Following the big industry news that Facebook will soon be rolling out new dating app features, a range of figures from the dating space have offered their thoughts.
GDI spoke to a number of online dating industry leaders to find out what their reactions were and what it may do to the industry as a whole:
Ross Williams, Founder and Owner at Venntro Media Group, told GDI: “I think this will be good news for the online dating industry as a whole. It will enable people who are nervous of online dating to try it in a familiar environment (Facebook) and as a result we believe this will broaden the category.
“Whilst it may cause problems for some dating apps which cater to curious but non-committed users, for the industry as a whole I believe it’s a good thing. People can try Facebook Dating and then use other services when they’re serious about meeting someone.
“It’s also important to remember how consumers differentiate Facebook, Linkedin and Online Dating – I’m not sure whether consumers will see Facebook as the place to go to date. Facebook has a number of areas of product such as Marketplace, Games, Offers and Jobs but I still find I use it most often to look at photos and videos of puppies – and I expect others will do the same.”
Michael Blakeley, CEO & Founder of CLiKD also told GDI: “The entrance of Facebook onto the dating scene is of course huge news. It is bound to send through a few shock waves across the sector, especially some of the bigger players. Does this make Facebook instantly the biggest dating site in the world? Possibly.
“However the main concern for a lot of the market, will not be about the new competition – but concerns in relation to Facebook registration or advertising and how this might effect their day to day operations.”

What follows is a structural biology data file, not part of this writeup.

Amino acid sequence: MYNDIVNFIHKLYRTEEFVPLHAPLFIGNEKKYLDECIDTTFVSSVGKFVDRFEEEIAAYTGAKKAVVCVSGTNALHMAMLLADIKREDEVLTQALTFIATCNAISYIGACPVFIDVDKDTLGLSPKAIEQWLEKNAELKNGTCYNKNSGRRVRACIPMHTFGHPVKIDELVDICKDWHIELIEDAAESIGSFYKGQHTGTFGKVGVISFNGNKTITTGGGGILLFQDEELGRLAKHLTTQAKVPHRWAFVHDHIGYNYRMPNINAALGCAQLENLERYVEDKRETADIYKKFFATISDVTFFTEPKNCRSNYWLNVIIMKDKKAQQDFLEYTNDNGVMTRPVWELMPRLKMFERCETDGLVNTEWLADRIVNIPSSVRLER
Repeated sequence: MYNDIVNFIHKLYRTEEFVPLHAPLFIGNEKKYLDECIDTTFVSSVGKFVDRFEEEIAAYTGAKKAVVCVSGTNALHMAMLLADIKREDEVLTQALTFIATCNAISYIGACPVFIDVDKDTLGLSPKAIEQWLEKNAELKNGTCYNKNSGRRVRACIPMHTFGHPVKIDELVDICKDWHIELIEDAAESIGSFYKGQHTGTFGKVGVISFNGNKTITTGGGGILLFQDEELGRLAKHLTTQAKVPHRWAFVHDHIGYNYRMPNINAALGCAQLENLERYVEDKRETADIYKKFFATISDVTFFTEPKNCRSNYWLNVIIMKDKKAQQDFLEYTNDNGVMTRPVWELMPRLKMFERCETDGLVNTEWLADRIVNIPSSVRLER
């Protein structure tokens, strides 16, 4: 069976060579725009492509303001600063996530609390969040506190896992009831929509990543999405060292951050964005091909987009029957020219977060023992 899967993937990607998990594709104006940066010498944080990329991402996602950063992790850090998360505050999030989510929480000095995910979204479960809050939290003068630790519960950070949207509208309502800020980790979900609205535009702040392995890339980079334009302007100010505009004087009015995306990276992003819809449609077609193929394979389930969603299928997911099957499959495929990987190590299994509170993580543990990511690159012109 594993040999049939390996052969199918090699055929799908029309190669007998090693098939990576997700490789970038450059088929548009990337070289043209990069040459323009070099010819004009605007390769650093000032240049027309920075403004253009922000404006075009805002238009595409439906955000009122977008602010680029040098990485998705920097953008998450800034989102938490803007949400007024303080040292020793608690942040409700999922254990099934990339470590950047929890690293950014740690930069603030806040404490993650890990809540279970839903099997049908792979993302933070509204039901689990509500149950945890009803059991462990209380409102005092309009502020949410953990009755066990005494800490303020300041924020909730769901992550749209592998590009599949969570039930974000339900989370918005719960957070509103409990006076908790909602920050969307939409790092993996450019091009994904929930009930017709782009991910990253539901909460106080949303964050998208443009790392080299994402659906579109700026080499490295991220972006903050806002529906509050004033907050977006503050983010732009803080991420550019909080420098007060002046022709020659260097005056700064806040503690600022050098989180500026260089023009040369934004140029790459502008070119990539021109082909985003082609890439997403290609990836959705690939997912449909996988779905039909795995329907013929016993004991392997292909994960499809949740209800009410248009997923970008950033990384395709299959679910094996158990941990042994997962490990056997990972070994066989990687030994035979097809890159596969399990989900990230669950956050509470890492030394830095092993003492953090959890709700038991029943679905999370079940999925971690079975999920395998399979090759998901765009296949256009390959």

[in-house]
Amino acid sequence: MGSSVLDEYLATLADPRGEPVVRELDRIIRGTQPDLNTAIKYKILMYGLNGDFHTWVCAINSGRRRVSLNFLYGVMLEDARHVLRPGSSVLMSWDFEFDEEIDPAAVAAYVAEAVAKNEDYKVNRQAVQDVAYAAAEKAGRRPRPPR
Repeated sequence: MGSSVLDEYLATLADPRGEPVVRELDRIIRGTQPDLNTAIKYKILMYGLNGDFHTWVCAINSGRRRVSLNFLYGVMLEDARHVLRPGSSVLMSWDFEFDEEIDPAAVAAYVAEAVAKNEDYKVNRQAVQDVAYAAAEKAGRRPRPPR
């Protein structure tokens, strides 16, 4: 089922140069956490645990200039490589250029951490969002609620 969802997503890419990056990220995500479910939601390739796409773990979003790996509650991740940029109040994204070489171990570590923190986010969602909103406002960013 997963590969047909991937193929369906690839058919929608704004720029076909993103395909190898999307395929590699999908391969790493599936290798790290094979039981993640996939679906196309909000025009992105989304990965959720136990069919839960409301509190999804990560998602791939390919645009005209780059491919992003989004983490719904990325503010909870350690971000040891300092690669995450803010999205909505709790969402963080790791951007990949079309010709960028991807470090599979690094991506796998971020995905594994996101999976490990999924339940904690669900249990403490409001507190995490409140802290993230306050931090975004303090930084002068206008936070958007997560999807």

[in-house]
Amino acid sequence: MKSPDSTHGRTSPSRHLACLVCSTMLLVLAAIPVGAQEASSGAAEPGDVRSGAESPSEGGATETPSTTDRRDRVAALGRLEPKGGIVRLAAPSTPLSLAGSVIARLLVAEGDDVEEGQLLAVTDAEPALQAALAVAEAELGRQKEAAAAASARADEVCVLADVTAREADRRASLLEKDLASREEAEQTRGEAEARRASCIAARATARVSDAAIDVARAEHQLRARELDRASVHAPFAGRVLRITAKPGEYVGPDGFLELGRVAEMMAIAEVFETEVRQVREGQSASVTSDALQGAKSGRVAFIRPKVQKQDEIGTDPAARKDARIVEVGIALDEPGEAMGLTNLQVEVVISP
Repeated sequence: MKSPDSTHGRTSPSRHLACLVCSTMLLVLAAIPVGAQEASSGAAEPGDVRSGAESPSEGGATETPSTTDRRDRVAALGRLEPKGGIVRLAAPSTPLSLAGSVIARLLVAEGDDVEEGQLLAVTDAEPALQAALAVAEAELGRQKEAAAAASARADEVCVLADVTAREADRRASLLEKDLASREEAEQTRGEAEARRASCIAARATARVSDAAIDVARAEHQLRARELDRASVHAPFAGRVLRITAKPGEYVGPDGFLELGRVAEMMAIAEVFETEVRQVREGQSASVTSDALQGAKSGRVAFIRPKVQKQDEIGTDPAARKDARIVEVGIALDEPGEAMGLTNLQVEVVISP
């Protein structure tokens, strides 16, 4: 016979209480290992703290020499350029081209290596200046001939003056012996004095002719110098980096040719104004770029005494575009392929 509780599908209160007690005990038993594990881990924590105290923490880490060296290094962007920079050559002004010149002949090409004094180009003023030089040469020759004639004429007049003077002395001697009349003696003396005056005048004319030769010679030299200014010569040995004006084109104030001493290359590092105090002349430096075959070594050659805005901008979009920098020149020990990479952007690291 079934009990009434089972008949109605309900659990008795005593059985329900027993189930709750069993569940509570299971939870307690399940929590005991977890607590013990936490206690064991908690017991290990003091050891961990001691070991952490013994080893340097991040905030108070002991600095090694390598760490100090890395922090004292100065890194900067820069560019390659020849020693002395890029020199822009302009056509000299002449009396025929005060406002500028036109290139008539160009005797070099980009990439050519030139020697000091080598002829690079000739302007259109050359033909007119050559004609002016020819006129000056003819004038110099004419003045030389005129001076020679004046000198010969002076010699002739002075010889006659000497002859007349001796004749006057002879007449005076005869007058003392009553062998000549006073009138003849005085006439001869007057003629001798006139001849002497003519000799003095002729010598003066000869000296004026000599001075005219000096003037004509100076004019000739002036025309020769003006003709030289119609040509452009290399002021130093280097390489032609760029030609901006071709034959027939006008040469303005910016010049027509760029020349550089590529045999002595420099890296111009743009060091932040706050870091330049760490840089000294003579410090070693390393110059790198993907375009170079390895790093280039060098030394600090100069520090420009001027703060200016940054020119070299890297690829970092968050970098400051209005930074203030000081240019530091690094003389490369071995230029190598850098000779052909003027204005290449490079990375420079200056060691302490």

OKCupid‘s official Twitter account liked the following video from The Daily Show with Trevor Noah:
Tonight at 11/10c, Facebook is getting into the dating game…minus the hookups. pic.twitter.com/Bqaa3BlJAO
— The Daily Show (@TheDailyShow) May 2, 2018
The Inner Circle‘s CEO David Vermeulen said in a statement: “We are excited that Facebook is finally entering the dating space and we’re looking forward to working closely with Facebook together to offer more dating solutions to create meaningful relationships.
“We see more and more people getting Tinder Tired and believe Facebook will help us further destroy the hook-up culture and strengthen the market where connecting through mutual interests will be the key to long term relationships.”
A spokesperson for Bumble said the company was also “thrilled” when it saw the Facebook news. The spokesperson said in a statement provided to CNNMoney: “Our executive team has already reached out to Facebook to explore ways to collaborate.
“Perhaps Bumble and Facebook can join forces to make the connecting space even more safe and empowering.”
Viola Lim of Viola.AI also gave her opinion, and said: “To me, I don’t see Facebook’s entrance into the market as competition because although we are in the same industry, Lunch Actually Group’s key feature is actually ‘verification’ and our value-added coaching and consultancy services.
“For Lunch Actually, we do the verification face-to-face, and even with our online dating and dating apps, we still employ the human touch to approve and verify the singles’ profiles. The value-added services in the form of our coaching and consultancy products which help singles to be better daters to maximize their dating success.”
Joey Levin, the CEO of IAC (umbrella of Tinder owner Match Group), is another to respond to the news. Read GDI’s full article here.
Tinder‘s Chief Product Officer Brian Norgard tweeted to his 18.2K Twitter followers: “Bring it.”
Bring it https://t.co/jhFbKH5qYQ
— Norgard (@BrianNorgard) May 1, 2018
History has shown, the products that give customers the most focus, the most joy, the most simplicity—win
Everything else is noise
— Norgard (@BrianNorgard) May 1, 2018
Gay dating app Jack’d has also tweeted: “Yeah, I def want Cambridge Analytica sharing my d*ck pics with the Russians…
AI data platform 1plusX‘s UK MD, Fiona Salmon told GDI: “Facebook’s move into dating shows that the competition mainstream publishers have been facing from FAANG (Facebook, Apple, Amazon, Netflix, Google) is coming to the dating industry. Facebook will use the extremely insightful data they glean from singletons to deliver very compatible love matches.